How the Earth Changed History | Knowledge.ca
How the Earth Changed History
This visually stunning five-part series from the BBC and National Geographic reveals how geology, geography and climate have had a far more powerful influence on human civilization than has previously been acknowledged, through the perspective of a new science, geo-determinism. Travelling around the globe, geologist Iain Stewart discovers how the world’s powerful natural forces have influenced every aspect of our history, from art to industry, religion to war, world domination to collapse.
Episodes
Ep 1
Deep Earth
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Ep 2
Water
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Ep 3
Wind
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Ep 4
Fire
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Ep 5
Human Planet
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Deep Earth
In this five-part series, geologist Iain Stewart travels into the Earth's crust to understand Mother Nature's forces. We begin our journey a thousand feet below the surface in a geological wonder: the Naica crystal cave in Mexico. In Israel's Negev Desert, we'll uncover man's earliest source of copper, which changed our relationship with the planet forever. (1 of 5)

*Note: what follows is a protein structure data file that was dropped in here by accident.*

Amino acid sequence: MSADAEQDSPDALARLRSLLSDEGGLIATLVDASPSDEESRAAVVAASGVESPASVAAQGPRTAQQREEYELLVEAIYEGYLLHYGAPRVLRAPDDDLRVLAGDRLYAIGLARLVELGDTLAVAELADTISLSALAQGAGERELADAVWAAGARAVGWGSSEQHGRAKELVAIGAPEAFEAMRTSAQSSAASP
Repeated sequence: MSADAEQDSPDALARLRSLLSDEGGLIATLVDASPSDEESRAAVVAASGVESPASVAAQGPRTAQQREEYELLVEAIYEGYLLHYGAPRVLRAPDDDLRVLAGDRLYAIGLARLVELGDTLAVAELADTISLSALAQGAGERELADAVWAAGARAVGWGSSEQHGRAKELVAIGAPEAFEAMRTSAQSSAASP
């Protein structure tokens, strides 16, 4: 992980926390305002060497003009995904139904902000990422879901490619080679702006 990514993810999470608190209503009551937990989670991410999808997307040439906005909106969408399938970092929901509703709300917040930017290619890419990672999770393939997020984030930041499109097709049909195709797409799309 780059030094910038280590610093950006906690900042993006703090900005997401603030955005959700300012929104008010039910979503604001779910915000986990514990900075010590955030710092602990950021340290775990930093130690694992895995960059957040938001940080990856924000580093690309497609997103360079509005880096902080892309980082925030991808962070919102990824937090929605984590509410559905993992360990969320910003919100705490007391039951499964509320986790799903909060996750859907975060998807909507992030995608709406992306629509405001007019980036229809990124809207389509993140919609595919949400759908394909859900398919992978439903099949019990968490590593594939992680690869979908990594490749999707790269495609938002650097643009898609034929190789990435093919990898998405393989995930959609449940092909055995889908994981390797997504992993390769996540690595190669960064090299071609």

Water
Our struggle to control our planet's forces has been behind the rise and fall of some of our greatest civilizations. In Africa, we'll discover how early communities found water underground in the desert, and how this guided their food supply and economy. (4 of 5)
Wind
Iain learns about the impact of the Himalayas on wind patterns, then jets over to Australia's Red Center, where a giant swirl of wind relentlessly stripped the land of its fertility, forcing Aboriginal people to survive as hunter-gatherers while civilizations elsewhere developed agriculture. (2 of 5)
Fire
From the earliest hearth fires that kept prehistoric humans warm, to the fuel that thrusts rockets into space, our ability to master fire has driven human history. In this episode, Professor Stewart walks through the heart of a staged fire (approaching 3,000 degrees F) wearing a state-of-the-art fireproof suit and special breathing equipment. (3 of 5)
Human Planet
Travelling to the Canadian Rockies, Iain peels back the historic record locked in ancient ice to see how man's earliest agriculture may have sparked global warming. (5 of 5)